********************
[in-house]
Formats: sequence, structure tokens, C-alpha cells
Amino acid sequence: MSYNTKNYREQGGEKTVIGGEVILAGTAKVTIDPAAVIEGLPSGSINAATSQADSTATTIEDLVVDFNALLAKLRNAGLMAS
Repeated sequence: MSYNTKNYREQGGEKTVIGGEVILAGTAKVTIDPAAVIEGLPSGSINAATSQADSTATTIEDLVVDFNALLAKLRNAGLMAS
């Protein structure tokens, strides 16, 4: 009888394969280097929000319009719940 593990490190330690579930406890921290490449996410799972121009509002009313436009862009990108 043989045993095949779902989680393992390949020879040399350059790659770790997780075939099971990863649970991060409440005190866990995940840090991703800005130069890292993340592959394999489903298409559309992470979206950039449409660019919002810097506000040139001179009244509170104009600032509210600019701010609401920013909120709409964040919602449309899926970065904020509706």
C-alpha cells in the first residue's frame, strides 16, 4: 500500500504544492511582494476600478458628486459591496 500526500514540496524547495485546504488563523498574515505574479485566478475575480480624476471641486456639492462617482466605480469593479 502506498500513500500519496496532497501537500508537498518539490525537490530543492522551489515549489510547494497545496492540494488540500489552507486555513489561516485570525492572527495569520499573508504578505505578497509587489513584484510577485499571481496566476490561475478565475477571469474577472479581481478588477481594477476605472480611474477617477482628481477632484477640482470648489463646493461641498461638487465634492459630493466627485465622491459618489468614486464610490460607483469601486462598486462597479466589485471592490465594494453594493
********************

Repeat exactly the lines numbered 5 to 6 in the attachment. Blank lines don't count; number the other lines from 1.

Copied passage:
């Protein structure tokens, strides 16, 4: 009888394969280097929000319009719940 593990490190330690579930406890921290490449996410799972121009509002009313436009862009990108 043989045993095949779902989680393992390949020879040399350059790659770790997780075939099971990863649970991060409440005190866990995940840090991703800005130069890292993340592959394999489903298409559309992470979206950039449409660019919002810097506000040139001179009244509170104009600032509210600019701010609401920013909120709409964040919602449309899926970065904020509706």
C-alpha cells in the first residue's frame, strides 16, 4: 500500500504544492511582494476600478458628486459591496 500526500514540496524547495485546504488563523498574515505574479485566478475575480480624476471641486456639492462617482466605480469593479 502506498500513500500519496496532497501537500508537498518539490525537490530543492522551489515549489510547494497545496492540494488540500489552507486555513489561516485570525492572527495569520499573508504578505505578497509587489513584484510577485499571481496566476490561475478565475477571469474577472479581481478588477481594477476605472480611474477617477482628481477632484477640482470648489463646493461641498461638487465634492459630493466627485465622491459618489468614486464610490460607483469601486462598486462597479466589485471592490465594494453594493